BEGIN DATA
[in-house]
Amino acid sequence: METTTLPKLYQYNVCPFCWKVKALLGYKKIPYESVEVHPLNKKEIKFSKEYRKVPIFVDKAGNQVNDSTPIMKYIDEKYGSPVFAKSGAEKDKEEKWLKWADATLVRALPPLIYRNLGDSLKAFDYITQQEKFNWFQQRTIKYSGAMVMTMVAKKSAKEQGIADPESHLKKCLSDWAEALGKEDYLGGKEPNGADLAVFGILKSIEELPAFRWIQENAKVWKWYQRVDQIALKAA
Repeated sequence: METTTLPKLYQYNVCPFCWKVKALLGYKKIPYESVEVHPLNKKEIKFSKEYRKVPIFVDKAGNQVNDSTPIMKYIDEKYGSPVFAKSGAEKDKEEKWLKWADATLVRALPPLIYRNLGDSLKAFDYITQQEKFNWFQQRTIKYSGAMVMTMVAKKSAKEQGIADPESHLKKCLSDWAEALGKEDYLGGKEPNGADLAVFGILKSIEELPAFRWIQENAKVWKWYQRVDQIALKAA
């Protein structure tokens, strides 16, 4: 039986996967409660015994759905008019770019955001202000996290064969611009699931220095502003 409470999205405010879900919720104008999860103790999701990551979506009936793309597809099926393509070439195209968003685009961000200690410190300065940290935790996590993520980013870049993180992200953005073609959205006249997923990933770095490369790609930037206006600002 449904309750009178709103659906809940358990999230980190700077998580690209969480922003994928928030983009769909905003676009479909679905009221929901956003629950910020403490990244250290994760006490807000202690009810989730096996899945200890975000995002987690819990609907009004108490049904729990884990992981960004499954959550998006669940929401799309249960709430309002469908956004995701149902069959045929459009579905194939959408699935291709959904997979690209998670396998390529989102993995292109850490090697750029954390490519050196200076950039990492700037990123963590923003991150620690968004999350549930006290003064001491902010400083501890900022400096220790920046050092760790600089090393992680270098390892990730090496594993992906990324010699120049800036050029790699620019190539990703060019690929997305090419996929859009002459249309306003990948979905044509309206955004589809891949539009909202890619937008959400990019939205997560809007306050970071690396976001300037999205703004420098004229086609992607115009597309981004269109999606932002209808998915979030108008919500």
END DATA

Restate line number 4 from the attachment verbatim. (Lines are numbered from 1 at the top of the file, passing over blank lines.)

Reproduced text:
């Protein structure tokens, strides 16, 4: 039986996967409660015994759905008019770019955001202000996290064969611009699931220095502003 409470999205405010879900919720104008999860103790999701990551979506009936793309597809099926393509070439195209968003685009961000200690410190300065940290935790996590993520980013870049993180992200953005073609959205006249997923990933770095490369790609930037206006600002 449904309750009178709103659906809940358990999230980190700077998580690209969480922003994928928030983009769909905003676009479909679905009221929901956003629950910020403490990244250290994760006490807000202690009810989730096996899945200890975000995002987690819990609907009004108490049904729990884990992981960004499954959550998006669940929401799309249960709430309002469908956004995701149902069959045929459009579905194939959408699935291709959904997979690209998670396998390529989102993995292109850490090697750029954390490519050196200076950039990492700037990123963590923003991150620690968004999350549930006290003064001491902010400083501890900022400096220790920046050092760790600089090393992680270098390892990730090496594993992906990324010699120049800036050029790699620019190539990703060019690929997305090419996929859009002459249309306003990948979905044509309206955004589809891949539009909202890619937008959400990019939205997560809007306050970071690396976001300037999205703004420098004229086609992607115009597309981004269109999606932002209808998915979030108008919500």